Probation and Parole Protective Factors

Probation and Parole Protective Factors

DOI: 10.4018/978-1-7998-1147-3.ch011

Abstract

We now have a $4 trillion federal budget. We can spend this budget to expand our prison complex consisting of 1,719 state prisons, 109 federal prisons, 1,772 juvenile correctional facilities, 3,163 local jails, 80 Indian country jails and military prisons and immigration detention facilities. Or, we can build-up our military-industrial complex (i.e., our $600 billion for national defense and an additional $255 billion for out foreign affairs), Department of Homeland Security, and State Department. Or, we can increase our $750.7 billion budget to implement social service grants to state and local governments, which combined are a set of “protective” factors for probation and parole clients.
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District Housing Need Vs Capacity Implementation Fidelity

In 2017, 42,091 District residents were on the public housing waiting list for only 23,879 public housing units and vouchers. Further, just 44 out of 100 families resided in affordable housing, and 7,000 were homeless. The Bureau of Prisons had contracted for less than 200 halfway house beds. Only 3,000 of the 26,000 affordable housing units have been created by the Housing Trust Fund in the last few years. Hence, it would take 30 years to create the amount needed. The Fair Criminal Record Screening for Housing Act was implemented in October 2017, so, the Act was so new that it is unlikely it helped the 932 probation and parole clients in need of assistance in 2017.

These facts suggest that the District’s various housing agencies were unable to assist the typical District resident. So, most likely, the District’s housing agencies would have been unable to assist the 932 clients referred by CSOSA’s caseworkers. If so, probation and parole agencies such as CSOSA can no longer make “cold” referrals believing that housing authorities will provide housing to their clients. In other words, housing homeless probation and parole clients can no longer be handled at the individual level (i.e., by probation and parole caseworker referrals of clients to local housing authorities). Instead, local officials (mayors, city council members, and local housing department directors) must now implement structural changes in housing development.

So, what might local authorities do to make structural changes in housing development? One idea is to increase nonprofit builder access to housing development funds. Griffith and Yentel (2016) indicate the names of some nonprofit national intermediaries, including organizations such as the Local Initiatives Support Coalition, the Enterprise Foundation, Neighborhood Reinvestment Corporation, and the Housing Assistance Council. These organizations help non-profit housing developers access tax credits, corporate equity investment, secondary mortgage markets, and lender commitments.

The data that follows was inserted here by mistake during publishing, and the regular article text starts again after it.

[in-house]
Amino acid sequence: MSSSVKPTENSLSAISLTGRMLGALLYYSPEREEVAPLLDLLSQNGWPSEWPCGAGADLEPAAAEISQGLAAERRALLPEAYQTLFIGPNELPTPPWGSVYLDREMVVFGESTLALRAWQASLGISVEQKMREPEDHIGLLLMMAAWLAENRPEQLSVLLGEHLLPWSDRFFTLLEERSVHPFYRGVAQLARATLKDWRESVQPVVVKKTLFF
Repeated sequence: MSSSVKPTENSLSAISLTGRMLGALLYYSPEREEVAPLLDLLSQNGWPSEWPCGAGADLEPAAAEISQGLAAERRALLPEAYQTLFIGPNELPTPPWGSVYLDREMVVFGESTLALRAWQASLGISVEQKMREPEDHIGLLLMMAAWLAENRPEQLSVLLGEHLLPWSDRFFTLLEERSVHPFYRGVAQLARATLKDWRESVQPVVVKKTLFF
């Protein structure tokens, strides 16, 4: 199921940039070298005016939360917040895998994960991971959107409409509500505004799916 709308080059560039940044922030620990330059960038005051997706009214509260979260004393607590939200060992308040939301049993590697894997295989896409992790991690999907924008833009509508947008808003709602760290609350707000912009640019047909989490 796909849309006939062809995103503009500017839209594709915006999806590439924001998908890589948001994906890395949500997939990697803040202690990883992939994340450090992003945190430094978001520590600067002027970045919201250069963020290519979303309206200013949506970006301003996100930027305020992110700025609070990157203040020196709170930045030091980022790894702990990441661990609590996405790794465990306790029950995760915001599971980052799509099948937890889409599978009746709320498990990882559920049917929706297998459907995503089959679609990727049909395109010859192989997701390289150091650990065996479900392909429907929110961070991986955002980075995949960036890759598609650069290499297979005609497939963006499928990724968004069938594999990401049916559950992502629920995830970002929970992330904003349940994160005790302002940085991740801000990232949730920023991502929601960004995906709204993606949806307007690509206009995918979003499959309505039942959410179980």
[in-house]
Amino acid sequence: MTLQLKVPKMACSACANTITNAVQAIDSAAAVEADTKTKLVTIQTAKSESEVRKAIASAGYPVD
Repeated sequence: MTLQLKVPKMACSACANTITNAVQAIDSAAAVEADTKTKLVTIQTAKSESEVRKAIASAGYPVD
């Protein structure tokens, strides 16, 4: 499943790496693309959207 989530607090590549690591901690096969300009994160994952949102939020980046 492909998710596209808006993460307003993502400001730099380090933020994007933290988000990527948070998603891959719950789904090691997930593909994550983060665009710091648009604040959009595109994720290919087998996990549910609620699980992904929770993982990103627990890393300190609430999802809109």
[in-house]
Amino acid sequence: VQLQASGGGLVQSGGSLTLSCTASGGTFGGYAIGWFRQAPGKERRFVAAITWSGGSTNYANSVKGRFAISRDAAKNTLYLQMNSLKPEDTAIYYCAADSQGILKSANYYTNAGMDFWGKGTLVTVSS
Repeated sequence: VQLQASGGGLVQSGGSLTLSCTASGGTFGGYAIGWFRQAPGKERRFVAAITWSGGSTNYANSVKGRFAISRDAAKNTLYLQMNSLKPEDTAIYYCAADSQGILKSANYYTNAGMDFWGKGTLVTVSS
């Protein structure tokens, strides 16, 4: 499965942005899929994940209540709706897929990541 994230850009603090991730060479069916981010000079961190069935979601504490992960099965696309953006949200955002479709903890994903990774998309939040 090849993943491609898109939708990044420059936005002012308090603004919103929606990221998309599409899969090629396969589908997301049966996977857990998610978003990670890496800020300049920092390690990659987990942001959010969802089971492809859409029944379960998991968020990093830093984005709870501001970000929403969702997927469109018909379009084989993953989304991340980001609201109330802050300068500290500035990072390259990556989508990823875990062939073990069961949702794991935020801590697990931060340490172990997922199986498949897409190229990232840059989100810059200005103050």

Griffith and Yentel continue:

  • Community development financial institutions (CDFIs) direct at least 60% of their lending activities to low-income neighborhoods. Certain states already grant preferential tax treatments to investments in CDFIs and other eligible community development organizations.

  • South Carolina offers a 33 percent credit against state tax liabilities for each dollar invested in or donated to state-certified CDFIs and community development corporations.

  • In California, investors receive a tax credit worth 20 percent of their investment into CDFIs and other entities that are part of the California Organized Investment Network

(Griffith & Yentel, 2016)

Federal Level Policy Protective Factors: Of the 43,000 inmates released from federal prison in 2016, 79 percent were released into a halfway house or home confinement, (Lynch & Harte, 2017). With this number in mind, Deputy Attorney General Sally Q. Yates put forth a ten-point plan for reforming federal halfway houses. The most important reform should have been to withhold funds if adequate services were not provided. But, it was not. (Prison Legal News, 2017) and in 2017, The Bureau of Prisons decided to close (or not renew contracts with) 16 halfway houses around the country (Lynch & Harte, 2017).

Four federal policies can affect probation and parole housing capacity in the future: the National Housing Trust Fund, Low Income Housing Credits, Mortgage Interest Deductions and Middle Income Housing Tax Credits.

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